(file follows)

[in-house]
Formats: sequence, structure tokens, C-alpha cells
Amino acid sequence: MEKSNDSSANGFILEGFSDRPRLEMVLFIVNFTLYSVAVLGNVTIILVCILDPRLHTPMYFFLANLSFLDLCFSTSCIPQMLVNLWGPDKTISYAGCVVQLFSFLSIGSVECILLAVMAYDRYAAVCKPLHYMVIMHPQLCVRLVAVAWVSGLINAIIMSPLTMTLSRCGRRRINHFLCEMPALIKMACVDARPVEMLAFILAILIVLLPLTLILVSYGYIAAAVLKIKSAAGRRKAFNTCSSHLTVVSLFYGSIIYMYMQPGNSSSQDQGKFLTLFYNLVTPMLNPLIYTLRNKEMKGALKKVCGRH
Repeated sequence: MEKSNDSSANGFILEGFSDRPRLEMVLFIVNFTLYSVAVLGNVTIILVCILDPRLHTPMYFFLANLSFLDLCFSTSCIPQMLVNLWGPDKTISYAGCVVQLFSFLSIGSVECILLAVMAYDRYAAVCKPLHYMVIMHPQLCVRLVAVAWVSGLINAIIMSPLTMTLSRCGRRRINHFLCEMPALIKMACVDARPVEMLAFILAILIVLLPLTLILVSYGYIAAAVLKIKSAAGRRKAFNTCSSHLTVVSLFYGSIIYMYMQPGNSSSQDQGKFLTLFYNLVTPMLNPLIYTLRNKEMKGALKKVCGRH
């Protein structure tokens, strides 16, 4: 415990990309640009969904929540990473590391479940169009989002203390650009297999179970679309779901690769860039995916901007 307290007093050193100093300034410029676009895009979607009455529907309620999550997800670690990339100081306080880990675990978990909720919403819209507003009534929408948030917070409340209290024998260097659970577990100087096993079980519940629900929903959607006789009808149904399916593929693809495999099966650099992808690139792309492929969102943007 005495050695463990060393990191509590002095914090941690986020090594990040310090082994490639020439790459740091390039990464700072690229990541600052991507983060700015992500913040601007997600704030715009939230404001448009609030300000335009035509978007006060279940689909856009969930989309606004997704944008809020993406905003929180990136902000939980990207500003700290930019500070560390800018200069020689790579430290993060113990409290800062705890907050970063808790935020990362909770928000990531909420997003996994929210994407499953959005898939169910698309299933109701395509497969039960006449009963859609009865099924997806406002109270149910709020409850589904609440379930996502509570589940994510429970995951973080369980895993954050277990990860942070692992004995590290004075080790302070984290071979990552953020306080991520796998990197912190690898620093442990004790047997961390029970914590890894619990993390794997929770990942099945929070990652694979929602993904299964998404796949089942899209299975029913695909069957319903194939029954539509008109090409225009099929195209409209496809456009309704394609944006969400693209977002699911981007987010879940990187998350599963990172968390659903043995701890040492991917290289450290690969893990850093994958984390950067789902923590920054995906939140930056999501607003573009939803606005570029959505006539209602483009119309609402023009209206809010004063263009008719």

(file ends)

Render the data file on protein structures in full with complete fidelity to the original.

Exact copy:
[in-house]
Formats: sequence, structure tokens, C-alpha cells
Amino acid sequence: MEKSNDSSANGFILEGFSDRPRLEMVLFIVNFTLYSVAVLGNVTIILVCILDPRLHTPMYFFLANLSFLDLCFSTSCIPQMLVNLWGPDKTISYAGCVVQLFSFLSIGSVECILLAVMAYDRYAAVCKPLHYMVIMHPQLCVRLVAVAWVSGLINAIIMSPLTMTLSRCGRRRINHFLCEMPALIKMACVDARPVEMLAFILAILIVLLPLTLILVSYGYIAAAVLKIKSAAGRRKAFNTCSSHLTVVSLFYGSIIYMYMQPGNSSSQDQGKFLTLFYNLVTPMLNPLIYTLRNKEMKGALKKVCGRH
Repeated sequence: MEKSNDSSANGFILEGFSDRPRLEMVLFIVNFTLYSVAVLGNVTIILVCILDPRLHTPMYFFLANLSFLDLCFSTSCIPQMLVNLWGPDKTISYAGCVVQLFSFLSIGSVECILLAVMAYDRYAAVCKPLHYMVIMHPQLCVRLVAVAWVSGLINAIIMSPLTMTLSRCGRRRINHFLCEMPALIKMACVDARPVEMLAFILAILIVLLPLTLILVSYGYIAAAVLKIKSAAGRRKAFNTCSSHLTVVSLFYGSIIYMYMQPGNSSSQDQGKFLTLFYNLVTPMLNPLIYTLRNKEMKGALKKVCGRH
């Protein structure tokens, strides 16, 4: 415990990309640009969904929540990473590391479940169009989002203390650009297999179970679309779901690769860039995916901007 307290007093050193100093300034410029676009895009979607009455529907309620999550997800670690990339100081306080880990675990978990909720919403819209507003009534929408948030917070409340209290024998260097659970577990100087096993079980519940629900929903959607006789009808149904399916593929693809495999099966650099992808690139792309492929969102943007 005495050695463990060393990191509590002095914090941690986020090594990040310090082994490639020439790459740091390039990464700072690229990541600052991507983060700015992500913040601007997600704030715009939230404001448009609030300000335009035509978007006060279940689909856009969930989309606004997704944008809020993406905003929180990136902000939980990207500003700290930019500070560390800018200069020689790579430290993060113990409290800062705890907050970063808790935020990362909770928000990531909420997003996994929210994407499953959005898939169910698309299933109701395509497969039960006449009963859609009865099924997806406002109270149910709020409850589904609440379930996502509570589940994510429970995951973080369980895993954050277990990860942070692992004995590290004075080790302070984290071979990552953020306080991520796998990197912190690898620093442990004790047997961390029970914590890894619990993390794997929770990942099945929070990652694979929602993904299964998404796949089942899209299975029913695909069957319903194939029954539509008109090409225009099929195209409209496809456009309704394609944006969400693209977002699911981007987010879940990187998350599963990172968390659903043995701890040492991917290289450290690969893990850093994958984390950067789902923590920054995906939140930056999501607003573009939803606005570029959505006539209602483009119309609402023009209206809010004063263009008719």